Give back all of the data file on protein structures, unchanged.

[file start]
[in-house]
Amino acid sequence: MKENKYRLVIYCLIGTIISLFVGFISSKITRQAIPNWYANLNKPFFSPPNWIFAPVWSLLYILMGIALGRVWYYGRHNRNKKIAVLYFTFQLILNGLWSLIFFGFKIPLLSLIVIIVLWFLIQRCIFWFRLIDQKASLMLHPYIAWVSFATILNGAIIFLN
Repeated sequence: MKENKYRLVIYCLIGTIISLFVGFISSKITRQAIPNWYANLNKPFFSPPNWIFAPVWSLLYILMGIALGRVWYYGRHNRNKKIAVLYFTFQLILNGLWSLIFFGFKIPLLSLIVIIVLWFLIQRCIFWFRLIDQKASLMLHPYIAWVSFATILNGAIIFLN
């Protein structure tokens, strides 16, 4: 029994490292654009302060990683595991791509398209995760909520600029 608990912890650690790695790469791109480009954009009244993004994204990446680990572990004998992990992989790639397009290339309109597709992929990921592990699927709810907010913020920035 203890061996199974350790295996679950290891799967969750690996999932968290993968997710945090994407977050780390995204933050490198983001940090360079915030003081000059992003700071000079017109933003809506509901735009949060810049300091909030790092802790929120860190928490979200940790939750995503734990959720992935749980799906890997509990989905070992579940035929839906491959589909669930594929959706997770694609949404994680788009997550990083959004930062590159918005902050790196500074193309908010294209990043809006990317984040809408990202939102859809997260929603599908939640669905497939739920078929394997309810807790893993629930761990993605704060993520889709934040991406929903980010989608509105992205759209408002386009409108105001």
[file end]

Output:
[in-house]
Amino acid sequence: MKENKYRLVIYCLIGTIISLFVGFISSKITRQAIPNWYANLNKPFFSPPNWIFAPVWSLLYILMGIALGRVWYYGRHNRNKKIAVLYFTFQLILNGLWSLIFFGFKIPLLSLIVIIVLWFLIQRCIFWFRLIDQKASLMLHPYIAWVSFATILNGAIIFLN
Repeated sequence: MKENKYRLVIYCLIGTIISLFVGFISSKITRQAIPNWYANLNKPFFSPPNWIFAPVWSLLYILMGIALGRVWYYGRHNRNKKIAVLYFTFQLILNGLWSLIFFGFKIPLLSLIVIIVLWFLIQRCIFWFRLIDQKASLMLHPYIAWVSFATILNGAIIFLN
């Protein structure tokens, strides 16, 4: 029994490292654009302060990683595991791509398209995760909520600029 608990912890650690790695790469791109480009954009009244993004994204990446680990572990004998992990992989790639397009290339309109597709992929990921592990699927709810907010913020920035 203890061996199974350790295996679950290891799967969750690996999932968290993968997710945090994407977050780390995204933050490198983001940090360079915030003081000059992003700071000079017109933003809506509901735009949060810049300091909030790092802790929120860190928490979200940790939750995503734990959720992935749980799906890997509990989905070992579940035929839906491959589909669930594929959706997770694609949404994680788009997550990083959004930062590159918005902050790196500074193309908010294209990043809006990317984040809408990202939102859809997260929603599908939640669905497939739920078929394997309810807790893993629930761990993605704060993520889709934040991406929903980010989608509105992205759209408002386009409108105001």